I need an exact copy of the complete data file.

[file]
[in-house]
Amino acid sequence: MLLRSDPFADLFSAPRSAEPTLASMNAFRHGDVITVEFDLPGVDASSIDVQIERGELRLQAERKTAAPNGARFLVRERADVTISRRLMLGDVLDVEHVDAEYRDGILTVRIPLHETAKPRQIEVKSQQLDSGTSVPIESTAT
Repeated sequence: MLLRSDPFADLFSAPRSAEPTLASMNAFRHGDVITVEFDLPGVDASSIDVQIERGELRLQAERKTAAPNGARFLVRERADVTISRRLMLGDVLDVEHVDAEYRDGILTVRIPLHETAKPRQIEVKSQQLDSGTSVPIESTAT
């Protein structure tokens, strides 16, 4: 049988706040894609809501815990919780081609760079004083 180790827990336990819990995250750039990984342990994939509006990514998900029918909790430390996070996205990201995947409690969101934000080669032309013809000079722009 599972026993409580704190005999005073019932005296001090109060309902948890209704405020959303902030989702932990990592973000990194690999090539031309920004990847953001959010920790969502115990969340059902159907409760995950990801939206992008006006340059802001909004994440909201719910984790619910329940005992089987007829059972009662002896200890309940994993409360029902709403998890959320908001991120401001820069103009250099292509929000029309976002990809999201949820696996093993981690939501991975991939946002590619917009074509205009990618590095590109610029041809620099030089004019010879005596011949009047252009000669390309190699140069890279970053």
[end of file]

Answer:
[in-house]
Amino acid sequence: MLLRSDPFADLFSAPRSAEPTLASMNAFRHGDVITVEFDLPGVDASSIDVQIERGELRLQAERKTAAPNGARFLVRERADVTISRRLMLGDVLDVEHVDAEYRDGILTVRIPLHETAKPRQIEVKSQQLDSGTSVPIESTAT
Repeated sequence: MLLRSDPFADLFSAPRSAEPTLASMNAFRHGDVITVEFDLPGVDASSIDVQIERGELRLQAERKTAAPNGARFLVRERADVTISRRLMLGDVLDVEHVDAEYRDGILTVRIPLHETAKPRQIEVKSQQLDSGTSVPIESTAT
């Protein structure tokens, strides 16, 4: 049988706040894609809501815990919780081609760079004083 180790827990336990819990995250750039990984342990994939509006990514998900029918909790430390996070996205990201995947409690969101934000080669032309013809000079722009 599972026993409580704190005999005073019932005296001090109060309902948890209704405020959303902030989702932990990592973000990194690999090539031309920004990847953001959010920790969502115990969340059902159907409760995950990801939206992008006006340059802001909004994440909201719910984790619910329940005992089987007829059972009662002896200890309940994993409360029902709403998890959320908001991120401001820069103009250099292509929000029309976002990809999201949820696996093993981690939501991975991939946002590619917009074509205009990618590095590109610029041809620099030089004019010879005596011949009047252009000669390309190699140069890279970053």